Mass. health officials defend decision to lift mask mandate for medical settings

Dr. Samir Melki and clinical technicians Alexi Melki and Caitlyn Oak at work during a laser eye surgery operation. (Robin Lubbock/WBUR)
Dr. Samir Melki and clinical technicians Alexi Melki and Caitlyn Oak at work during a laser eye surgery operation. (Robin Lubbock/WBUR)

Editor's Note: This is an excerpt from WBUR's daily morning newsletter, WBUR Today. If you like what you read and want it in your inbox, sign up here

It may feel almost summery outside today, but I’ve got ice on my mind. The Boston University men’s hockey team takes on Minnesota today at 5 p.m. in the Frozen Four. A win sends the Terriers to the national championship Saturday. But first, the news:

Mask off? Gov. Maura Healey’s administration is standing by its decision to lift the state’s mask mandate for medical settings next month, despite calls from some health professionals to keep the COVID policy in place indefinitely. The requirement — which applies everywhere from big hospitals to small dentist offices — is set to expire with the state’s COVID public health emergency on May 11.

  • Last week, hundreds of local medical professionals signed a letter calling the decision “dangerous and unethical.” They also asked individual health care organizations to keep their mask policies in place as a preventative measure against the spread of COVID.
  • However, Department of Public Health officials say infection control experts and other leaders at some of the state’s largest hospital systems have been the ones asking them to end the mask mandate. “This decision is aligned with CDC guidance … and was made following extensive conversations with health care experts,” said a state spokesperson, noting that most other states have already lifted their mask mandates for healthcare settings.
  • DPH also reiterated that the state can always reinstate mask mandates in such settings if COVID rates rebound at some point in the future.

In other health news: Three former executives of a Massachusetts medical device company are facing federal chargesfor allegedly concealing that their blood lead tests had malfunctioned and given wrong results. As WBUR’s Gabrielle Emanuel reports, the accusations surface some disconcerting questions for many parents.

  • Prosecutors say that tens of thousands of kids and others received inaccurately low lead test results from Billerica-based Magellan Diagnostics’s tests, offering a false sense of security. In fact, the since-recalled devices were used in more than half of all lead blood tests done in the U.S. between 2013 and 2017.
  • The local impact: State records obtained by Emanuel show that Magellan’s devices were used at a minimum of 97 pediatric and other health care offices in Massachusetts. However, experts say it’s too late to retest many of the impacted kids. “After a couple of months, lead washes out of the bloodstream,” Philip Landrigan, a physician and lead public health expert at Boston College, said.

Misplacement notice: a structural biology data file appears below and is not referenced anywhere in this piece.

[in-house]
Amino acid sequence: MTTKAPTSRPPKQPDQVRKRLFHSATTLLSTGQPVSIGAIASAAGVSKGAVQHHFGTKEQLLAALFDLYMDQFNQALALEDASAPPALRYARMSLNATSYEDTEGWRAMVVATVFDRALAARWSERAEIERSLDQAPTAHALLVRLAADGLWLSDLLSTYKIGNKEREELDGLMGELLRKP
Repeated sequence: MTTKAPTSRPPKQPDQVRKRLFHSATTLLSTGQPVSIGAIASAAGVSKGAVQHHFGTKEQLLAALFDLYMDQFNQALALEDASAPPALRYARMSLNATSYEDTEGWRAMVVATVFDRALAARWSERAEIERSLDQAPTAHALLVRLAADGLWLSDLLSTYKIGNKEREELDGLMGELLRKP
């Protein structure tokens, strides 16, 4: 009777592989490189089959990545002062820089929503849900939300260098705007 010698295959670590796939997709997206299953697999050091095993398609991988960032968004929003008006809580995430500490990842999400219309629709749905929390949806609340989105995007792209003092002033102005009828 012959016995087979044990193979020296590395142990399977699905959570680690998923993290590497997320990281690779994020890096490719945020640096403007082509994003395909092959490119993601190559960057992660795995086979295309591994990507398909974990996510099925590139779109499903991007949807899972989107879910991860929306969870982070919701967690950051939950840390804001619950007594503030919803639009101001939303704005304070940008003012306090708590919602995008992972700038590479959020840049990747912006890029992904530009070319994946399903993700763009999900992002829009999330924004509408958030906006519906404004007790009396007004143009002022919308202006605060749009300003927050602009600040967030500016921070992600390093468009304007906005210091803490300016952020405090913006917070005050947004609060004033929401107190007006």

• What you should know: The CDC estimated in 2021 that 500,000 kids ages 1 to 5 have dangerous levels of lead in their blood. Since the Magellan devices have already been recalled, Landrigan hopes the new charges don’t erode public trust in other tests: “Blood lead testing is highly protective of children’s health.”

Look away, Charlie Baker. Boston is set to become the largest city in Massachusetts to opt in to a new climate-friendly building code that discourages oil and gas hookups in new construction and major renovations. The City Council approved the so-called “stretch code” by an 8-4 vote yesterday, and Mayor Michelle Wu plans to quickly give the measure final approval, her office told The Boston Globe.

The city of Lowell kicked off a new police body camera program yesterday, equipping 30 officers with the devices. The city is planning to expand the pilot program to the entire 235-officer force next year.

  • Lowell adds to the small but growing contingent of Massachusetts communities that have rolled out police body cameras. (Southborough also joined the club this week.)
  • One hiccup: District attorneys say the statewide network that handles all that body cam footage is getting overloaded, as more police departments adopt the officer-worn cameras.

P.S.— Join us for a drink — and a bite! The Radio Boston team is hosting a panel discussion tonight at CitySpace about the state of the beer industry in Massachusetts and the state’s rise to become one of the leading brewers in the nation. And yes, attendees will get to sample several local beers, along with some specially paired food.


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Nik DeCosta-Klipa Newsletter Editor
Nik DeCosta-Klipa is the newsletter editor for WBUR.



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